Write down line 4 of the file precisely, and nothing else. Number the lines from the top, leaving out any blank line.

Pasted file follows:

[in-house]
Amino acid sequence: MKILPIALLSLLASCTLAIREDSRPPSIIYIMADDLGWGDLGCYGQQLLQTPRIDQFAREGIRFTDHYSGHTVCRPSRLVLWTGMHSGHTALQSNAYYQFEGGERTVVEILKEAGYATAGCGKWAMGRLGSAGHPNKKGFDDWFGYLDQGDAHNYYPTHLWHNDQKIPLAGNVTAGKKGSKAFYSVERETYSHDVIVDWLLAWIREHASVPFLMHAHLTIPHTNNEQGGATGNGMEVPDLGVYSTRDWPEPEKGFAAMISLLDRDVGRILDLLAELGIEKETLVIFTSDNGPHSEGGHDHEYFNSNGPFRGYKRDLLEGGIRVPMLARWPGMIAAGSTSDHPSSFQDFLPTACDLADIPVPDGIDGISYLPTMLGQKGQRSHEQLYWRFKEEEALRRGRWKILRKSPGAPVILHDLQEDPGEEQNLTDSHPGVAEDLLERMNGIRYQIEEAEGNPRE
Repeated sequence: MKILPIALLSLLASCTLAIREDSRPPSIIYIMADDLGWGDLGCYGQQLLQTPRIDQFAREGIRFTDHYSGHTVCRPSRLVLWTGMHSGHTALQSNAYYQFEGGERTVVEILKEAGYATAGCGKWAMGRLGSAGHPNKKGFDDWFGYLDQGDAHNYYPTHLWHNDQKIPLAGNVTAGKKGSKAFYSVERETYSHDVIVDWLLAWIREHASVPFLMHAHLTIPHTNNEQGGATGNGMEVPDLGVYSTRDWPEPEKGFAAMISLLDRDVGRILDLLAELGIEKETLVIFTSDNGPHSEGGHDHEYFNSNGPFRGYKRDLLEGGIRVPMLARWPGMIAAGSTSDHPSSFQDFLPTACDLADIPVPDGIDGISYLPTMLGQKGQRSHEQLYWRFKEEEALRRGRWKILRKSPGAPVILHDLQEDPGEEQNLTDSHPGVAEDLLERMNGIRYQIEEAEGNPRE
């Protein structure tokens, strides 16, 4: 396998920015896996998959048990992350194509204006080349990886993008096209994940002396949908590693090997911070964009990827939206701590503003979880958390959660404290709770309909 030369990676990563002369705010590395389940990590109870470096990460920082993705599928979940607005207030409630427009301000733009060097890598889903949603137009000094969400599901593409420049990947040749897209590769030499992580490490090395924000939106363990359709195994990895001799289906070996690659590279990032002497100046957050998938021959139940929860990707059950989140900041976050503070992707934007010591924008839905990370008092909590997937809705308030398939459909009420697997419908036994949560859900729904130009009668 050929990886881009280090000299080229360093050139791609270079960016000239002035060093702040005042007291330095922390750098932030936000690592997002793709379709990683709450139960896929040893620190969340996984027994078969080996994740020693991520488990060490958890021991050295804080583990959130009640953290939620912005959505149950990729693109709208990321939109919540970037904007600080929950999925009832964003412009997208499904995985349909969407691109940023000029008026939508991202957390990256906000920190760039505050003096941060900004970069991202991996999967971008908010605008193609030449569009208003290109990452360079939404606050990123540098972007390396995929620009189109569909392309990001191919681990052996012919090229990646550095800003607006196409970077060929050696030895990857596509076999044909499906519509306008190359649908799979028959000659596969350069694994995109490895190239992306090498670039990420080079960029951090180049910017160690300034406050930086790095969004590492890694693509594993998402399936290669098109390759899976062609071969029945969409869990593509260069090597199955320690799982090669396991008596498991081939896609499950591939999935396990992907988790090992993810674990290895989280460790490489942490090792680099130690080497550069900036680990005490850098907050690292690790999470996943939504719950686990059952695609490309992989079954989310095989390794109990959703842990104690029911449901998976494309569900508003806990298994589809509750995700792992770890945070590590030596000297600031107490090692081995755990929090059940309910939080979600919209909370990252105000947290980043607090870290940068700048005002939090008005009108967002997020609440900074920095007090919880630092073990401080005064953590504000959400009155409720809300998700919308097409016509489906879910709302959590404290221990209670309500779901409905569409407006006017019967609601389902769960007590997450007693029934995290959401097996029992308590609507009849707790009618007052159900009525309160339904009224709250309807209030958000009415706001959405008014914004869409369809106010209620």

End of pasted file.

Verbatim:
């Protein structure tokens, strides 16, 4: 396998920015896996998959048990992350194509204006080349990886993008096209994940002396949908590693090997911070964009990827939206701590503003979880958390959660404290709770309909 030369990676990563002369705010590395389940990590109870470096990460920082993705599928979940607005207030409630427009301000733009060097890598889903949603137009000094969400599901593409420049990947040749897209590769030499992580490490090395924000939106363990359709195994990895001799289906070996690659590279990032002497100046957050998938021959139940929860990707059950989140900041976050503070992707934007010591924008839905990370008092909590997937809705308030398939459909009420697997419908036994949560859900729904130009009668 050929990886881009280090000299080229360093050139791609270079960016000239002035060093702040005042007291330095922390750098932030936000690592997002793709379709990683709450139960896929040893620190969340996984027994078969080996994740020693991520488990060490958890021991050295804080583990959130009640953290939620912005959505149950990729693109709208990321939109919540970037904007600080929950999925009832964003412009997208499904995985349909969407691109940023000029008026939508991202957390990256906000920190760039505050003096941060900004970069991202991996999967971008908010605008193609030449569009208003290109990452360079939404606050990123540098972007390396995929620009189109569909392309990001191919681990052996012919090229990646550095800003607006196409970077060929050696030895990857596509076999044909499906519509306008190359649908799979028959000659596969350069694994995109490895190239992306090498670039990420080079960029951090180049910017160690300034406050930086790095969004590492890694693509594993998402399936290669098109390759899976062609071969029945969409869990593509260069090597199955320690799982090669396991008596498991081939896609499950591939999935396990992907988790090992993810674990290895989280460790490489942490090792680099130690080497550069900036680990005490850098907050690292690790999470996943939504719950686990059952695609490309992989079954989310095989390794109990959703842990104690029911449901998976494309569900508003806990298994589809509750995700792992770890945070590590030596000297600031107490090692081995755990929090059940309910939080979600919209909370990252105000947290980043607090870290940068700048005002939090008005009108967002997020609440900074920095007090919880630092073990401080005064953590504000959400009155409720809300998700919308097409016509489906879910709302959590404290221990209670309500779901409905569409407006006017019967609601389902769960007590997450007693029934995290959401097996029992308590609507009849707790009618007052159900009525309160339904009224709250309807209030958000009415706001959405008014914004869409369809106010209620």